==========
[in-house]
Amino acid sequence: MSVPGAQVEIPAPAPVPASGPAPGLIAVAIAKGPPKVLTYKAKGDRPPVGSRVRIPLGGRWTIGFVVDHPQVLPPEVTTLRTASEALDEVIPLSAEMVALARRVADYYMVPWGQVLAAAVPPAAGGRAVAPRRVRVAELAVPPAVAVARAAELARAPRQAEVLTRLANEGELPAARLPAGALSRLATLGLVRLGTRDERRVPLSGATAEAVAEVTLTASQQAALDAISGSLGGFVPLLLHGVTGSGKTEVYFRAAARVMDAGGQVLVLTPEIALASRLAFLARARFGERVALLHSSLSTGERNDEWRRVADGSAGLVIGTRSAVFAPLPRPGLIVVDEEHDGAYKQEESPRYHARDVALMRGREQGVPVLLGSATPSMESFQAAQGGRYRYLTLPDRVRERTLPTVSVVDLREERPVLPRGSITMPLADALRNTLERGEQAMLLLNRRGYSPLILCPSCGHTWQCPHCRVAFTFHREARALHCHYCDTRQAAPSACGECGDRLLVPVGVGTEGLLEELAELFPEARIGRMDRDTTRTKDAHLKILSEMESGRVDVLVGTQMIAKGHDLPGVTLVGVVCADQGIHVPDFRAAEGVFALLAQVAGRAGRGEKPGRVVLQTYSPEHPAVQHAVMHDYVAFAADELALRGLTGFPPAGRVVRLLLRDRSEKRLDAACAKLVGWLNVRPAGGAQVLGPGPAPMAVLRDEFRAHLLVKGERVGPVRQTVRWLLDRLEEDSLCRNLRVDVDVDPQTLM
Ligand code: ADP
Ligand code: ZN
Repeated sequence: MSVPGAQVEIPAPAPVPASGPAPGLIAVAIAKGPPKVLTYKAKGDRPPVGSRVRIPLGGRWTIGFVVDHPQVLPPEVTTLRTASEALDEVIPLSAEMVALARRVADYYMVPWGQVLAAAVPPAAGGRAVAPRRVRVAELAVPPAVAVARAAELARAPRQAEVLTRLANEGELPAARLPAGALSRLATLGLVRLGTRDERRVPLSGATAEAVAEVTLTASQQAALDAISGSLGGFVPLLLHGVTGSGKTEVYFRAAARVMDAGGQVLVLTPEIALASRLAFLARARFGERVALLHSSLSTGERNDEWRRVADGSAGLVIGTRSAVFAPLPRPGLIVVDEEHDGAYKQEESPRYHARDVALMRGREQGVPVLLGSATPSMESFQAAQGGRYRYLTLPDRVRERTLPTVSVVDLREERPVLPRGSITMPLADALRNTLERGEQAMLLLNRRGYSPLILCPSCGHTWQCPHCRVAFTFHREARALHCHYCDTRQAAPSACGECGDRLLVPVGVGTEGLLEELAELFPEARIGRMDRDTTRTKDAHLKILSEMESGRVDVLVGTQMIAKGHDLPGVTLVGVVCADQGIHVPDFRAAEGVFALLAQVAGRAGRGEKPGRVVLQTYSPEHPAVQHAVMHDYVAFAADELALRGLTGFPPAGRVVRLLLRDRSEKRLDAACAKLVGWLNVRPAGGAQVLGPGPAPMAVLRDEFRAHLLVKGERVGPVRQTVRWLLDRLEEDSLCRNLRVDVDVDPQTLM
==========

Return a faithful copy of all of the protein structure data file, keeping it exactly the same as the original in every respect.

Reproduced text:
[in-house]
Amino acid sequence: MSVPGAQVEIPAPAPVPASGPAPGLIAVAIAKGPPKVLTYKAKGDRPPVGSRVRIPLGGRWTIGFVVDHPQVLPPEVTTLRTASEALDEVIPLSAEMVALARRVADYYMVPWGQVLAAAVPPAAGGRAVAPRRVRVAELAVPPAVAVARAAELARAPRQAEVLTRLANEGELPAARLPAGALSRLATLGLVRLGTRDERRVPLSGATAEAVAEVTLTASQQAALDAISGSLGGFVPLLLHGVTGSGKTEVYFRAAARVMDAGGQVLVLTPEIALASRLAFLARARFGERVALLHSSLSTGERNDEWRRVADGSAGLVIGTRSAVFAPLPRPGLIVVDEEHDGAYKQEESPRYHARDVALMRGREQGVPVLLGSATPSMESFQAAQGGRYRYLTLPDRVRERTLPTVSVVDLREERPVLPRGSITMPLADALRNTLERGEQAMLLLNRRGYSPLILCPSCGHTWQCPHCRVAFTFHREARALHCHYCDTRQAAPSACGECGDRLLVPVGVGTEGLLEELAELFPEARIGRMDRDTTRTKDAHLKILSEMESGRVDVLVGTQMIAKGHDLPGVTLVGVVCADQGIHVPDFRAAEGVFALLAQVAGRAGRGEKPGRVVLQTYSPEHPAVQHAVMHDYVAFAADELALRGLTGFPPAGRVVRLLLRDRSEKRLDAACAKLVGWLNVRPAGGAQVLGPGPAPMAVLRDEFRAHLLVKGERVGPVRQTVRWLLDRLEEDSLCRNLRVDVDVDPQTLM
Ligand code: ADP
Ligand code: ZN
Repeated sequence: MSVPGAQVEIPAPAPVPASGPAPGLIAVAIAKGPPKVLTYKAKGDRPPVGSRVRIPLGGRWTIGFVVDHPQVLPPEVTTLRTASEALDEVIPLSAEMVALARRVADYYMVPWGQVLAAAVPPAAGGRAVAPRRVRVAELAVPPAVAVARAAELARAPRQAEVLTRLANEGELPAARLPAGALSRLATLGLVRLGTRDERRVPLSGATAEAVAEVTLTASQQAALDAISGSLGGFVPLLLHGVTGSGKTEVYFRAAARVMDAGGQVLVLTPEIALASRLAFLARARFGERVALLHSSLSTGERNDEWRRVADGSAGLVIGTRSAVFAPLPRPGLIVVDEEHDGAYKQEESPRYHARDVALMRGREQGVPVLLGSATPSMESFQAAQGGRYRYLTLPDRVRERTLPTVSVVDLREERPVLPRGSITMPLADALRNTLERGEQAMLLLNRRGYSPLILCPSCGHTWQCPHCRVAFTFHREARALHCHYCDTRQAAPSACGECGDRLLVPVGVGTEGLLEELAELFPEARIGRMDRDTTRTKDAHLKILSEMESGRVDVLVGTQMIAKGHDLPGVTLVGVVCADQGIHVPDFRAAEGVFALLAQVAGRAGRGEKPGRVVLQTYSPEHPAVQHAVMHDYVAFAADELALRGLTGFPPAGRVVRLLLRDRSEKRLDAACAKLVGWLNVRPAGGAQVLGPGPAPMAVLRDEFRAHLLVKGERVGPVRQTVRWLLDRLEEDSLCRNLRVDVDVDPQTLM